Wednesday, April 11, 2012

ALICE IN THE CITIES (German) (1974)

‘The more opinions you have, the less you see.’ - Wim Wenders
How beautifully and sublimely this New German cinema’s auteur captured this self quote into a visual medium! A German journalist roaming with his Polaroid camera into mundane cityscape of America and experiencing emptiness around. The mental block let not finish him the offered task as per the deadline and so he decided to return his homeland. While booking tickets at airport he encounters a German lady and her little daughter Alice. The chance encounter turned into friendship and company but soon it puts him into an unwanted responsibility to take care of the girl as the mother left both of them all of sudden one fine morning. During the journey the innocent and sublime relations with sweet Alice keeps breaking the sullenness of man towards life and himself. It turns out as the journey of odd company in quest of her grandmother’s house but it also proves as something so fulfilling experience for him washing all those dark clouds of bleak nothingness.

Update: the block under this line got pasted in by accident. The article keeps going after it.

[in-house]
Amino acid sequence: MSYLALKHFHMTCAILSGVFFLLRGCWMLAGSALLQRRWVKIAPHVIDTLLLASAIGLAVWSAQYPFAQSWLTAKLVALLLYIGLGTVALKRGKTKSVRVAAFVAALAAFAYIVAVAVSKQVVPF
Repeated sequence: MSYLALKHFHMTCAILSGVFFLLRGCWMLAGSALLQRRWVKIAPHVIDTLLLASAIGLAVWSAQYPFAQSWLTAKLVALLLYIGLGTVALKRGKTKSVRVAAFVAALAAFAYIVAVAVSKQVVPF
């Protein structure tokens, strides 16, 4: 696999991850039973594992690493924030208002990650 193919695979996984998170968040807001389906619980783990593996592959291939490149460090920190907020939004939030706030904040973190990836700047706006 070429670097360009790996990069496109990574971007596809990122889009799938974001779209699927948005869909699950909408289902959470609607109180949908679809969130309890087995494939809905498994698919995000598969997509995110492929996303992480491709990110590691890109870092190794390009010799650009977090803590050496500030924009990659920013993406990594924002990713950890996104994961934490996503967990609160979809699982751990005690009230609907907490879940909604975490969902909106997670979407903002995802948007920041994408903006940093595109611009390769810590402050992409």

Wim Wenders’ this early road film is like an attempt to let you feel silence in the world full of noise. The first half of the film reflects the juxtaposition of two sensibilities and cultures with typical Wendersian road film camera portraying American skyscrapers and industrial structures, commercial mass television and capitalist and consumerist driven world against the inherent European artistic mindset and sensibilities of a German reporter. With every Polaroid shots he took he tried to compare the photographic image with one which is real but didn’t get the feel. He maybe lost artist suffering from cultural block. His mandatory company and odd responsibility with the little girl led him towards the stretching journey from one destination to another and helps him to come out of his existential disillusionment. Wenders fascinatingly captured not only road journey of car but also views from train, airplane and boat too! The final shot pulls out and away from Munich Express scene is something that gives it lingering feel…Just beautiful!


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